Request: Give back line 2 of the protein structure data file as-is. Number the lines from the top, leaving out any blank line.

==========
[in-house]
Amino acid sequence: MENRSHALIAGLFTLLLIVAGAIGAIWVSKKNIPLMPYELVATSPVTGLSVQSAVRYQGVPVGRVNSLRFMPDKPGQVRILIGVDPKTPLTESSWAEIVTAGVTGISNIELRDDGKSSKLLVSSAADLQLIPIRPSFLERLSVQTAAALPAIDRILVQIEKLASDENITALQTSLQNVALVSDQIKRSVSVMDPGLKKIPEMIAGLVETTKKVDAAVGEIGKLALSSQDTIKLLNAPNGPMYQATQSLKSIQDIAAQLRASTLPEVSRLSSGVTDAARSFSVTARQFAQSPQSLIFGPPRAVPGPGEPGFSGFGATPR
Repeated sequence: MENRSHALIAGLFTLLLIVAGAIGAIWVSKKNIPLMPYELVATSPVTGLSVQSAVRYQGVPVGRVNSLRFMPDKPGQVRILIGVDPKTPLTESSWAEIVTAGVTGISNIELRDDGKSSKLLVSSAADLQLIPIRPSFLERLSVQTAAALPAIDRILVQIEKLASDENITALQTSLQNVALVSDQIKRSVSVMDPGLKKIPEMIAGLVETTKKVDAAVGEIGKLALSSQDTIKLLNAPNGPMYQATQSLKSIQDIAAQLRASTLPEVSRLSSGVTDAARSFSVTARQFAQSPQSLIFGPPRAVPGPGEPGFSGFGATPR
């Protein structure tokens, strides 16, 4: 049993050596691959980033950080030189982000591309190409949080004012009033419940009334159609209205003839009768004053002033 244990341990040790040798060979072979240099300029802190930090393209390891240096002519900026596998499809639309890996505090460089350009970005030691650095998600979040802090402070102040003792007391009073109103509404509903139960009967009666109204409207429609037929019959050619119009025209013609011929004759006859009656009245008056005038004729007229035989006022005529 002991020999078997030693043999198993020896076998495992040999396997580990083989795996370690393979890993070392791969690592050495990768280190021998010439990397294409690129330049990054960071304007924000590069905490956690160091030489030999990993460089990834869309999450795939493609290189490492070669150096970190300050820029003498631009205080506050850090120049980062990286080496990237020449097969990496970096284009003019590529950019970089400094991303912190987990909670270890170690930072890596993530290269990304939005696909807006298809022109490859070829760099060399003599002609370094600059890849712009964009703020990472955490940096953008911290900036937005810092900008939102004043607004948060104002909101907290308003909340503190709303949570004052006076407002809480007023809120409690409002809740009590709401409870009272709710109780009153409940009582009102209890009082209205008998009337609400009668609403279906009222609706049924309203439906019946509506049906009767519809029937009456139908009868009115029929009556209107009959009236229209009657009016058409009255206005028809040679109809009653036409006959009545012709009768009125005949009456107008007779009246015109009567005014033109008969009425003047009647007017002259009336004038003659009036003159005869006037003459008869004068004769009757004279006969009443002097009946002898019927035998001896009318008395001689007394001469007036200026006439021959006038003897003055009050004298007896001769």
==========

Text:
Amino acid sequence: MENRSHALIAGLFTLLLIVAGAIGAIWVSKKNIPLMPYELVATSPVTGLSVQSAVRYQGVPVGRVNSLRFMPDKPGQVRILIGVDPKTPLTESSWAEIVTAGVTGISNIELRDDGKSSKLLVSSAADLQLIPIRPSFLERLSVQTAAALPAIDRILVQIEKLASDENITALQTSLQNVALVSDQIKRSVSVMDPGLKKIPEMIAGLVETTKKVDAAVGEIGKLALSSQDTIKLLNAPNGPMYQATQSLKSIQDIAAQLRASTLPEVSRLSSGVTDAARSFSVTARQFAQSPQSLIFGPPRAVPGPGEPGFSGFGATPR